A Catholic official tries against all odds to live under a Puritan regime in 17th-century England.
In a different age, John Brigge would have been called a collaborator. A coroner and governor (i.e., town councilor) in rural northern England, John was raised by a devout Catholic mother who had lost friends and favor when she publicly refused to renounce the old faith. John is not nearly so brave, preferring to make a pretense of conforming to the Church of England while secretly holding to the rituals of his ancestors. It’s a risky compromise even so: The rise of the Puritans to power in the early 1600s has intensified the religious conflicts throughout England, and a succession of bad harvests has resulted in widespread poverty and even famine. Scapegoats are in demand, and religious fanatics are quick to expose them. The local authorities in John’s county are staunch Puritans who themselves only recently overthrew the venal Lord Saville and set up a strict campaign against public corruption and private vice, and, although John is well-liked by the new governors, he has kept his distance, living in retirement with his wife, Elizabeth, and avoiding public controversies. When a young woman in the district is accused of infanticide, however, John is summoned to investigate. Although the evidence points strongly toward the woman’s guilt, John insists on a proper inquest in accordance with the law. This brings accusations of disloyalty, and, when the accused woman begins to win a following in prison by speaking against the governors, the town fathers smell sedition in the air. John is compromised already by his religion. Can he be, like Thomas More, the king’s good servant but God’s first?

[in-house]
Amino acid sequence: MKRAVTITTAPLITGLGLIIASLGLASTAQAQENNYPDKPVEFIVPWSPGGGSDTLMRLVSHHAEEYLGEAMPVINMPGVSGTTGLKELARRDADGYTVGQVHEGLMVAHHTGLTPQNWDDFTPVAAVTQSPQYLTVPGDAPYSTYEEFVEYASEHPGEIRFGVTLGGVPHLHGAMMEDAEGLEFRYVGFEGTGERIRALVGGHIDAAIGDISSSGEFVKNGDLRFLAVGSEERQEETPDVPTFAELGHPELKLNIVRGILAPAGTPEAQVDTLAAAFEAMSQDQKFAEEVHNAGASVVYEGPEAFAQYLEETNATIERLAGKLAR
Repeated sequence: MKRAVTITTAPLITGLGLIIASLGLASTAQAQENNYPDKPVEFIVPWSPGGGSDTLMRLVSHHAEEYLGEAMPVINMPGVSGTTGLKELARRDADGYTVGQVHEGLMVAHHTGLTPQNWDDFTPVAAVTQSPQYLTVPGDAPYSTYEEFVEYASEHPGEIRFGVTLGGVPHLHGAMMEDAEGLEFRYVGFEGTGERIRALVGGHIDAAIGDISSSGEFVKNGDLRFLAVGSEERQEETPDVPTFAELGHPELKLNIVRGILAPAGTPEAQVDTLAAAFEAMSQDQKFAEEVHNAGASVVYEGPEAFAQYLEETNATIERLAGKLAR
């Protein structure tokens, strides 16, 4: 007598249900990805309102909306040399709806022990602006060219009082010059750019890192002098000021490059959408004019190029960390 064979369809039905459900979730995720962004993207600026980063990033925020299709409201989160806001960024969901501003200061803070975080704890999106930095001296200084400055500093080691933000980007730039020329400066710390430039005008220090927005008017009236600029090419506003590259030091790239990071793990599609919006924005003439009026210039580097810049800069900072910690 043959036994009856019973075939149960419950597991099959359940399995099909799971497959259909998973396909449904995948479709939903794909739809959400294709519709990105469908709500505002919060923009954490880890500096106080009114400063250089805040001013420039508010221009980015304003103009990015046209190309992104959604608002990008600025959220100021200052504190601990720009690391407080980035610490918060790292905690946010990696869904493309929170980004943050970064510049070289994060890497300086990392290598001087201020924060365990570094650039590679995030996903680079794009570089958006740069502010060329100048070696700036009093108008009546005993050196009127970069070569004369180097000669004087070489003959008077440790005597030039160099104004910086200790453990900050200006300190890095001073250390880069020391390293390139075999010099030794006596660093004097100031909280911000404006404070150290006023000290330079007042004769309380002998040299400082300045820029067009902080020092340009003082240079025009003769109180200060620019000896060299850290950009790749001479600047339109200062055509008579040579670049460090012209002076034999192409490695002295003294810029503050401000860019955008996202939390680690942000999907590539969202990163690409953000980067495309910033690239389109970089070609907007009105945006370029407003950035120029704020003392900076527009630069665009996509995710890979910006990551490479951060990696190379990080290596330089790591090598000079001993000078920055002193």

A fresh portrait of a familiar troubled era, but, careful reconstruction that it is, it works better as history, falling rather flat as fiction. This is Irish author Bennett’s fourth novel but second to appear here (after The Catastrophist, 2004).